The rocket consists of a full length BT-50 tube that also serves as the motor tube. Around this is a series, of shrouds, sections of custom cut BT-70 tubing, and centering rings, which form the crooked outer shell. The highlight of the components are the seven laser cut rings, which include alignment tabs. The middle six rings also include a hole that allows you to align the ring set using a standard launch rod; this is an simple, but well thought out feature.
Templates are provided for all the cutting, and I recommend you take your time. Assembly is a bit tricky as you are told to insert the thin centering rings halfway into each angular tube. I failed to accomplish this. Thus, the intersection of the BT-70 sections is not as clean as they could be, but the rocket still went together and is quite sturdy.
For the nose cone, I formed the shroud that came with the instructions (shortened a bit so it wouldn't hang out) and glued it into an outer shroud that I decorated and printed myself. I used Devcon 2-ton, 5-minute epoxy, which is the same epoxy recommended by Art Applewhite [Who's Who Page] on his kits and will not bleed through the cardstock. While I was at it, I glued in the nose cone's centering ring using the 5-minute epoxy. The nose cone's shoulder consists of a BT-50 sized balsa coupler that is glued into a pre-cut hole in the nose cone's centering ring. A eyehook completes the cone. There is a chunk of clay to provide stability, but unlike most rockets it doesn't go in the nose. Instead, to fill the top of the rocket between the top centering ring, the BT-70, and the inner BT-50 tubes.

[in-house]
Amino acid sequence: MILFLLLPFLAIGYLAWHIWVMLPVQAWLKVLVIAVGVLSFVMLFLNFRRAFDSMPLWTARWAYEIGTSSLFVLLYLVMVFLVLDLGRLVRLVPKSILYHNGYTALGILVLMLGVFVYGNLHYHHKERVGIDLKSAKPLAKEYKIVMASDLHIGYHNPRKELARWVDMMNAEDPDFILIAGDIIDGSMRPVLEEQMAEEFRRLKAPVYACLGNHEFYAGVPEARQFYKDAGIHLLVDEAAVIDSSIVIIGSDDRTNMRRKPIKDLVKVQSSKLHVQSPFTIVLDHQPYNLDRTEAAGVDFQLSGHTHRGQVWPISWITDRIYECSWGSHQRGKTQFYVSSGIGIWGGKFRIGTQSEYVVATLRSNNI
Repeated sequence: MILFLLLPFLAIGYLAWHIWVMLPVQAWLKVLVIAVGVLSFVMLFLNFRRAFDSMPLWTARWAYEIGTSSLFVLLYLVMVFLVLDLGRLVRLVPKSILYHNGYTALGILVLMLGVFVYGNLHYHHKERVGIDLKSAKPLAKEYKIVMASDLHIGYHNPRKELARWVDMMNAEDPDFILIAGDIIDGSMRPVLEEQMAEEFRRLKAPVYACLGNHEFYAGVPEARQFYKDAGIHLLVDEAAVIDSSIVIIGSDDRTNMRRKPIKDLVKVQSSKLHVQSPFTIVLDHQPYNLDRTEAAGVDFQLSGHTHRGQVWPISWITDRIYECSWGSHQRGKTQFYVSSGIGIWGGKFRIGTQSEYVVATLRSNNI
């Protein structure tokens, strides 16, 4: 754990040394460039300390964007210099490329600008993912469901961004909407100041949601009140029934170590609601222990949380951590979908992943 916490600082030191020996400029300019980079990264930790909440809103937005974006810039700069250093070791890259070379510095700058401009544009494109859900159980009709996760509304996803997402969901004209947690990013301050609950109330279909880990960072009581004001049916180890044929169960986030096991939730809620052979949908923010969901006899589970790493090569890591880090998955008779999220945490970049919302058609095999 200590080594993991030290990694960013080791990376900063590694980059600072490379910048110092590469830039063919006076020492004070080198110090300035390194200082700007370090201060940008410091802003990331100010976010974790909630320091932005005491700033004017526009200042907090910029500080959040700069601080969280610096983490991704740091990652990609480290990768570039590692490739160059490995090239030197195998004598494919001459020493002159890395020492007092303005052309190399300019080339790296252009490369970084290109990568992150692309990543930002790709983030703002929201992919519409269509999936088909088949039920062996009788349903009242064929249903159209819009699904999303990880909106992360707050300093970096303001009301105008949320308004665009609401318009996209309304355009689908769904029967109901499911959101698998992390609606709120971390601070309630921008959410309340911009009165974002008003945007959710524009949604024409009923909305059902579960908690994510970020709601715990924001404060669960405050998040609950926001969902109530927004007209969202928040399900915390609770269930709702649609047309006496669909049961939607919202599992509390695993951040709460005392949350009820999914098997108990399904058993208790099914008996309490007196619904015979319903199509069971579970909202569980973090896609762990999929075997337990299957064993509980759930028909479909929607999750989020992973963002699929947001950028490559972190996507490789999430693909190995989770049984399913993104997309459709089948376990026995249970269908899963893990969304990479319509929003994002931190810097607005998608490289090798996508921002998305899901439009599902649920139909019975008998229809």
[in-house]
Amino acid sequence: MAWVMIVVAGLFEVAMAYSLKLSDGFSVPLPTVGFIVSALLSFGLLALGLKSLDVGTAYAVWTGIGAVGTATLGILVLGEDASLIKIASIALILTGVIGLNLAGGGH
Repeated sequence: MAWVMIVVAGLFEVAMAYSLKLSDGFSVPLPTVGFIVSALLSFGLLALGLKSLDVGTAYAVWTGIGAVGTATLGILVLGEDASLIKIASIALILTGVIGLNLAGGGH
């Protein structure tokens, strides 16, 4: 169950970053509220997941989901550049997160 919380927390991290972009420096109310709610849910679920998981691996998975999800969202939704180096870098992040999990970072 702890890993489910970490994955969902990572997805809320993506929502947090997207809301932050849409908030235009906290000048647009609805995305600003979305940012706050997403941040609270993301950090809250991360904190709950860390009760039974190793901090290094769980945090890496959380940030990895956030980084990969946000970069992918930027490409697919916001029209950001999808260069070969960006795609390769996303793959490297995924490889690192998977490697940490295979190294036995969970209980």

The fins are all uniquely shaped and complete the odd looks of the kit. These are glued directly to the bottom cardstock shroud. I used white glue and added several layers of fillets. The fins still seem loose, as the shroud does not provide a firm base. If I was to build it gain, I'd make a second shroud and epoxy it into the first, similar to what I did on the nose cone. I just wasn't thinking at the time.
While I was assembling the body, I ran a section of Kevlar® twine through the BT-50 tube, tied it around the tube, and epoxied it to a centering ring. I tied the stock elastic cord to this leader, and to the hook-eye installed in the cone. I haven't yet assembled the plastic chute that was provided with the kit.